“The actors are able to bring their own experience to really bolster the play that you really can’t get with students,” she said. “Not a fault of them, just life experience.”

Ms. Starr has a history with the Highwood. Her previous full-length play, “Crazy Runs in the Family,” was staged there in July 2014. Although she grew up — and now attends college — in California, Ms. Starr’s family lived in the District during her high school years, and it is here that she got her professional start as a playwright.

“I just think it’s so exciting and amazing that D.C. is really taking this on,” she said. “There’s so much amazing theater going on in D.C. all the time, but I hope this really creates a unity among theaters.”

Ms. Austin hopes that Women’s Voices will open the door for more women to get involved creatively in theatrical productions.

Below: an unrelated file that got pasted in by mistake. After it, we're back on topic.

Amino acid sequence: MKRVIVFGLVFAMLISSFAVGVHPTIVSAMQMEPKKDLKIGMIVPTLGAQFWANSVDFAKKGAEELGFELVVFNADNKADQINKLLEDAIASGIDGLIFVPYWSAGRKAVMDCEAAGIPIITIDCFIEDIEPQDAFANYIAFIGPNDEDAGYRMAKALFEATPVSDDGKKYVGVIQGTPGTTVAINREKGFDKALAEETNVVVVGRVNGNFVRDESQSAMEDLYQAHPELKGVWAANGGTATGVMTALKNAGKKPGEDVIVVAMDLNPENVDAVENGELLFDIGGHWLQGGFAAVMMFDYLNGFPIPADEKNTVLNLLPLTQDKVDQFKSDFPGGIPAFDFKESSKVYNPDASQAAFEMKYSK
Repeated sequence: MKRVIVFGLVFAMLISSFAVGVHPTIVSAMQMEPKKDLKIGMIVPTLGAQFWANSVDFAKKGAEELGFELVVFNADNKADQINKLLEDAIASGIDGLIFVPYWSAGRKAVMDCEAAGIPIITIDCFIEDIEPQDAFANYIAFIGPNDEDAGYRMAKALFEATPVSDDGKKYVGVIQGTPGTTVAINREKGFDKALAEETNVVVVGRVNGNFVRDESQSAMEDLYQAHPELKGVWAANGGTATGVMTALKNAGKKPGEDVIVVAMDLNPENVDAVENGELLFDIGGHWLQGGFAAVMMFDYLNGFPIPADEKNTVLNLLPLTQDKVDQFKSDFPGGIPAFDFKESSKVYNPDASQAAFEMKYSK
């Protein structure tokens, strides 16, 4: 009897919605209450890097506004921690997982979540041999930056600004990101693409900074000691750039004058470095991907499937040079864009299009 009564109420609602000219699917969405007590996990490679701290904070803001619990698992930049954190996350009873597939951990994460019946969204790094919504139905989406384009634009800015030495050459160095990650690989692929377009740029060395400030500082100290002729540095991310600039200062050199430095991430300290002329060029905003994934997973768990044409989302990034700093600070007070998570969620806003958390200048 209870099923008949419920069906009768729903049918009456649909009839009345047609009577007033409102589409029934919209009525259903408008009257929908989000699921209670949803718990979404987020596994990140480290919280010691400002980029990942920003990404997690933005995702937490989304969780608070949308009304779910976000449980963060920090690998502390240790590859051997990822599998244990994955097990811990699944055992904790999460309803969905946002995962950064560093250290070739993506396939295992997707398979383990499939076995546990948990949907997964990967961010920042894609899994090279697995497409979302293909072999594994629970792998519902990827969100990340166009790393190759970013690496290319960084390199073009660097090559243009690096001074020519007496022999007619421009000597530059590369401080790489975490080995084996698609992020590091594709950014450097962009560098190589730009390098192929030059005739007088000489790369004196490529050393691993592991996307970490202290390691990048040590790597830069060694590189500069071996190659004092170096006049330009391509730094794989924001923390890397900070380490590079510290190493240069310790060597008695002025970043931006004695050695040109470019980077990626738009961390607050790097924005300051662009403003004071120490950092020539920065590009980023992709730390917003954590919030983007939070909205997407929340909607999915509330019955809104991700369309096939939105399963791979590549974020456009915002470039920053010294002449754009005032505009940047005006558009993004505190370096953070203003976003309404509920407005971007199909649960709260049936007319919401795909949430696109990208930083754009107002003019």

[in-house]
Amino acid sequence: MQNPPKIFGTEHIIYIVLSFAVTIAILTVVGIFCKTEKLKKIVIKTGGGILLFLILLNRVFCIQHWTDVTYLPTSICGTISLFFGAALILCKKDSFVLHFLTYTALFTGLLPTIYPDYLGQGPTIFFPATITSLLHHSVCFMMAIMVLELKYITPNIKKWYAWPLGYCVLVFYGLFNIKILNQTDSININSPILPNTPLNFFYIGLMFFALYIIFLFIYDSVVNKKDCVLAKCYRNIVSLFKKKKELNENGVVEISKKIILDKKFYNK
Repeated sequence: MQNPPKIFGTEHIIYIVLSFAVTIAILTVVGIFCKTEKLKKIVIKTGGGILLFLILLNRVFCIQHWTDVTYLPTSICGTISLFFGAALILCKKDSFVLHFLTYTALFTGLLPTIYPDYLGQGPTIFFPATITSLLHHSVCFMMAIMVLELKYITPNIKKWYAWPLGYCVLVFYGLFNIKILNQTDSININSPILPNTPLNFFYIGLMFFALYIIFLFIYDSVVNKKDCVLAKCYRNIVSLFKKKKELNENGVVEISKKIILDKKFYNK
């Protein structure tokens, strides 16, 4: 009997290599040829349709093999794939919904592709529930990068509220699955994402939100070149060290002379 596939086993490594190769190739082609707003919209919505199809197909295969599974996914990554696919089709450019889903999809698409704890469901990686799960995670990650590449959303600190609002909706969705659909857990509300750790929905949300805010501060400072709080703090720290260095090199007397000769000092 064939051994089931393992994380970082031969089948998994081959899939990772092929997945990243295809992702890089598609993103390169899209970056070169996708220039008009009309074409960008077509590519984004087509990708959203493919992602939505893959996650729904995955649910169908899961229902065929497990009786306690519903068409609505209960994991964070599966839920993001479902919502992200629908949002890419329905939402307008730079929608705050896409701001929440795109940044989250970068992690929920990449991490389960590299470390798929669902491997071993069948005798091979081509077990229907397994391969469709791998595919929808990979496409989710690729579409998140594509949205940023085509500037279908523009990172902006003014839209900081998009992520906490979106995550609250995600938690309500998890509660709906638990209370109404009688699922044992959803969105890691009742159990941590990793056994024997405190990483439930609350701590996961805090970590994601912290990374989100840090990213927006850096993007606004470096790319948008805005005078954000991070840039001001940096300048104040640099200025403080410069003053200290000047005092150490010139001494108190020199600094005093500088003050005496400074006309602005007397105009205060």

“There’s obviously many women out there writing plays, [but] why is it that the ones you see out there being performed in theaters, 80 percent of the time are [by] men writers?” she said. “I would hope that … theater directors [become] more open to seriously considering plays written by women.”

For now, both playwrights and artistic directors of the festival are ready to enjoy the first of what they hope will become an annual rite for the nation’s capital stages.

“My hope is that it makes a big splash in the city, that we all remain as enthusiastic about it at the end as we are at the beginning,” Mr. Muse said, “and that we double down and agree to do it again.”

For information on plays at the festival, visit WomensVoicesTheaterFestival.org.